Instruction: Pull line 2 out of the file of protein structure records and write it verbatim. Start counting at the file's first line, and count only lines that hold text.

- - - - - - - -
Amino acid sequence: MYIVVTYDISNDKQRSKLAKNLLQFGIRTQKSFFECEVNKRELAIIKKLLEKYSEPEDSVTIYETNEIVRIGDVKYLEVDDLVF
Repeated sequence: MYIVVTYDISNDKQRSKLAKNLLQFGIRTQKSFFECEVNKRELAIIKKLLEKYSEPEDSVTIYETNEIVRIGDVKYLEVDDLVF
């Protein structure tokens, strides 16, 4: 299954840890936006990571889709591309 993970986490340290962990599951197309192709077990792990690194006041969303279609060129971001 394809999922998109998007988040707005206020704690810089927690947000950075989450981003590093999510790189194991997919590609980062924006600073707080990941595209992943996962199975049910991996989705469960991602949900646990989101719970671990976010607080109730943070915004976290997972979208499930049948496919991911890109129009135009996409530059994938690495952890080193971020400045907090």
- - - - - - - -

Repeated sequence: MYIVVTYDISNDKQRSKLAKNLLQFGIRTQKSFFECEVNKRELAIIKKLLEKYSEPEDSVTIYETNEIVRIGDVKYLEVDDLVF